There is an immense amount of evidence in other mammals than man that salt plays a critical role in regulating blood pressure. In virtually all mammalian models, high blood pressure is caused or aggravated by a high salt intake.7 For those who require further evidence, two recent studies provide it. Firstly, in Nigeria in two rural villages inhabited by the same tribe of subsistence farmers, unexposed to Westernised foods or lifestyle and consuming a similar diet—except that one village had access to salt from a nearby salt lake—blood pressure and sodium intake were higher in the village with access to salt.8 The differences in blood pressure were difficult to explain other than by the salt intake. Secondly, increasing salt intake from the amount in chimpanzees' natural diet to that which chimpanzees and humans are given in Western societies caused an increase of about 30 mm Hg in systolic blood pressure over a 12 month period, in the absence of any other environmental change.9 When the salt intake was reduced in the chimpanzees' diet, blood pressure fell to previous levels. It is difficult to produce reasons why humans should differ from their closest animal relative.
It is ironic that some years ago a double blind study of short term salt supplementation was proposed in rural Kenyans to increase salt intake to Western levels. The study was refused permission on the grounds that it would be unethical to expose these people to additional salt.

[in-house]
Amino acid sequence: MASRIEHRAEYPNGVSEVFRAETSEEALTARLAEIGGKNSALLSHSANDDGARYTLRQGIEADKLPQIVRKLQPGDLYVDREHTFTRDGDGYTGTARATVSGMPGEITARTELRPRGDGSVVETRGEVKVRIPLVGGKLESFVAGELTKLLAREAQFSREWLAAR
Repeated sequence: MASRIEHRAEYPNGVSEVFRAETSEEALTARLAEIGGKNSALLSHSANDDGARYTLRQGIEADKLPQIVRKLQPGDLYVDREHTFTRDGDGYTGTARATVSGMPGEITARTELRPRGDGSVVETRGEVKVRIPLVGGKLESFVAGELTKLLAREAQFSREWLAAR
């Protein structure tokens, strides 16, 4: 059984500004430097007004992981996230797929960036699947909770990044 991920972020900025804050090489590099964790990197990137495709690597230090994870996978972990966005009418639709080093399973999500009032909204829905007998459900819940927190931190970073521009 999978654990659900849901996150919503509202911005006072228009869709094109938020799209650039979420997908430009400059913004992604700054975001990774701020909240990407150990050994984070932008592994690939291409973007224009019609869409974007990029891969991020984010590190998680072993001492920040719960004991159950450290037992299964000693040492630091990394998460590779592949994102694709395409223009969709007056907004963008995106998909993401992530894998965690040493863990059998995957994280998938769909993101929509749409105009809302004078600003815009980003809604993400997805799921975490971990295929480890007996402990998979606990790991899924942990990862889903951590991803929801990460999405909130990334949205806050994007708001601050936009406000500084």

In spite of all this evidence there has been little concerted attempt to reduce sodium intake in Western countries. Indeed the salt and processed food industry has fought a careful, expensive, and largely successful public relations campaign over the past decade in the United States, United Kingdom, and elsewhere to convince the rest of the food industry, food suppliers, politicians, nutritionists, and doctors that the evidence for salt is not substantial or at least that it is not sufficient for any action and that more studies are needed.
In the United Kingdom this campaign involved the Salt Manufacturers' Association, which includes Rank Hovis McDougall, maker of many of the table salts marketed in the United Kingdom, which in 1985 set up with Kingsway Publications a public relations company, the so called Salt Data Centre. Shortly afterwards a press conference convened for the Salt Data Centre claimed that salt intake bore little or no relation to blood pressure, and this claim received widespread publicity. The Rowland Company, which superseded Kingsway Publications, has continued this campaign—producing, for instance, a booklet in the style of the Health Education Council extolling the benefits of salt and making the remarkable assertion that if a person has a family history of high blood pressure, restricting salt intake does not prevent high blood pressure in later life. There was no indication in the booklet that it had been written and paid for by the salt industry.10
In spite of this media campaign the British government recently sought the opinion of those who had worked on salt and blood pressure. All views were canvassed and it was concluded that salt intake should be reduced from the current daily average of 9 grams (150 mmol) to 6 grams (100 mmol).11 The report said, “A reduction (or even an elimination) in the amount of salt added to foods by individuals in cooking or at table would not be sufficient to reach this target and there needs to be a gradual reduction in the amount of sodium, from salt, added to processed foods. We recommend that food manufacturers, caterers and individuals explore and grasp the opportunities for reducing the sodium content of foods and meals.”